Seizures can be a scary thing to witness in our beloved pets. To help understand what is going on during a seizure, let’s start by talking about what is a seizure. Typically seizures are caused by an electrical disturbance in the brain. Our brains are comprised of neurons, which are tiny cells that run on electricity. If this electrical current gets disrupted it can cause the body to lose consciousness, control over movement and bowels resulting in a seziure.
There are different types of seizures. When most people think of seizures they think of a generalized (or grand mal seizure). This is where the pet will lose consciousness, have rapid arm and leg movements, and typically will urinate and defecate. This is the most serious form of a seizure. There are less extreme seizures call partial seizures. These can be mild and may go unnoticed. Some of these clinical signs include tremors, facial twitching, staring into space, light/fly biting, abnormal aggression or rage and even just brief episode of loss of consciousness.
Cluster seizures are more than one seizure within a 24 hour period. It is important to keep track of how many seizures your pet has. Status epilepticus is a seizure that lasts longer than 5 minutes. There can be serious even life threatening consequences for this type of seizure or recurrent seizures where your pet does not fully recover in between them. During these prolonged seizures, it is possible to have a lack of oxygen to the brain, extremely high body temperature and high blood pressure, any of these things can lead to permanent brain damage or death. Because these are life threatening emergencies, your pet should be seen by a veterinarian immediately.
There are different phases of a seizure. It can be helpful to recognize these phases when you have a pet with epilepsy (or a known seizure disorder). The first phase is the prodrome, this is the period before a seizure. Some pets in this phase will have a change in behavior or go to a specific spot in the house. It is possible to start to recognize this phase in some pets and administer medication to hopefully help prevent or lessen the severity of the seizure. The next phase is the aura phase. This is the initial signs of the seizure such as twitching or collapse. The ictus phase is the actual seizure, with loss of consciousness, paddling (rapid arm and leg movement) and possibly urination and defecation. The final phase is the post-ictal phase. This is the recovery stage, it can last anywhere from minutes to hours. Some patients can sleep for a long period after a seizure, others may have some temporary blindness or abnormal behaviors.
There are many different causes of seizures, age, breed and sex (boy or girl) can help your veterinarian determine possible causes in your pet. Your veterinarian will try to determine if the cause of the seizure is something going on in the brain or something outside of the brain. Things that can cause seizures that are directly in the brain included a brain defect, an injury, cancer, swelling or something like a stroke. Outside of the brain things like low blood sugar, liver disease, electrolyte imbalances, high body temperature, and toxins (such as poison, infection or medications) can cause seizures. While most of these things can affect animals at any age, as a pet ages things like cancer and strokes become more likely. There is a possibility that even after much testing the exact cause of a seizure disorder may not be found, this is called idiopathic epilepsy. It generally affects young adult dogs.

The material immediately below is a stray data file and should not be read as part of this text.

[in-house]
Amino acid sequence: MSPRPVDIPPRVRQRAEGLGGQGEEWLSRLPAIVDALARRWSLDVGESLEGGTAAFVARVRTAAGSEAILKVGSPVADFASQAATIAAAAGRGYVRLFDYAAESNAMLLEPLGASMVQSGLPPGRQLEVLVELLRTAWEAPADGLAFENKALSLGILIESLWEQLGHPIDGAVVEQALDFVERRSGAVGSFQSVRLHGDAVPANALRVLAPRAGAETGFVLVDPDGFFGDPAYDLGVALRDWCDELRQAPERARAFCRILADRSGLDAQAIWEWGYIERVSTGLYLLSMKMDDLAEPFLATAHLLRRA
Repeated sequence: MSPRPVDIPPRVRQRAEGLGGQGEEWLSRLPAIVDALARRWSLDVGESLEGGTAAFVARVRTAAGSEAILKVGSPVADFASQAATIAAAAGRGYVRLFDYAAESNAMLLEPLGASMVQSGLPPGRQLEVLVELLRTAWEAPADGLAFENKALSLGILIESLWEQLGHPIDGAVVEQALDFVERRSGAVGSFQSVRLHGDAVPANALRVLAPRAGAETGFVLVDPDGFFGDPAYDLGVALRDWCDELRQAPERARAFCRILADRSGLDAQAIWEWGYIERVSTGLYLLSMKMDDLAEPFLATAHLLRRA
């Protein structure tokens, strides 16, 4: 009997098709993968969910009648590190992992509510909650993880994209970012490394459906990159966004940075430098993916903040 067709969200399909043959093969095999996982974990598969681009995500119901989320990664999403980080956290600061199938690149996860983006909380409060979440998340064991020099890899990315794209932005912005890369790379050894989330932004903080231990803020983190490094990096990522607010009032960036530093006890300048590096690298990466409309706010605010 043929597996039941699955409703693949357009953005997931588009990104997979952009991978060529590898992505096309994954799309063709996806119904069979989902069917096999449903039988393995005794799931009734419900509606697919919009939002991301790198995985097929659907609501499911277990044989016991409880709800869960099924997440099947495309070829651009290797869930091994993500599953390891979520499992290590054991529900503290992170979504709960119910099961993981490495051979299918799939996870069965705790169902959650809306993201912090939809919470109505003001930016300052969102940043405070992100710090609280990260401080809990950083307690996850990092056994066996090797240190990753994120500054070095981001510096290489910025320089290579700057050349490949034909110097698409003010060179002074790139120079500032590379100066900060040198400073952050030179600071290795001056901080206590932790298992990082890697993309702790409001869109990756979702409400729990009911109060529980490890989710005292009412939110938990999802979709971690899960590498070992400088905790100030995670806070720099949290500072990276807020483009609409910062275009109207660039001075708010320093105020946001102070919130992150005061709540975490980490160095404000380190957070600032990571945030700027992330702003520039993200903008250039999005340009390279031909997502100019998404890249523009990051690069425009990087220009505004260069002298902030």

Determining the cause of seizures can be extensive and many cases expensive. Initially your veterinarian will perform an extensive physical exam. Bloodwork will help look for blood sugar and electrolyte abnormalities as well as liver and kidney issues. Further diagnostics such as advanced imaging, such as an MRI or CAT scan may be recommended. There are some things you can do at home to help your veterinarian work up your pets seizure. If possible try to record the seizure event. If you are unable to record, do your best to remember what happened right before, during and after the seizure. Timing the seizure is also a good idea as well. Try to think of any medications or toxins that your pet could have gotten into. This information can help your veterinarian provide the best care to treat you pet.
If your veterinarian determines that your pet’s seizures are severe enough to start medication, it is important to know that this is going to most likely be a lifelong medication. You should never stop seizure medication unless directed by your veterinarian. Seizures can be difficult to manage, it might take a bit to get the dosages and medications right for your pet. It is possible that your pet’s seizures may get to the point where medication is ineffective, this can be a heartbreaking situation.
While we can see seizure in all pets, true epilepsy is most common in dogs. Seizure disorders are rare in cats and other species, typically these are caused by more a serious underlying condition. If you are ever concerned that your pet has had a seizure, it is important they see your veterinarian as soon as possible. Again, if they have a seizure that lasts more than 5 minutes or continues to have multiple seizure close together, they need to be seen immediately.
Dr. Douglas received her undergraduate degree from Oregon State University and earned her DVM degree from the Carlson College of Veterinary Medicine at Oregon State University. Her special interests include exotics, zoology, and aquatics.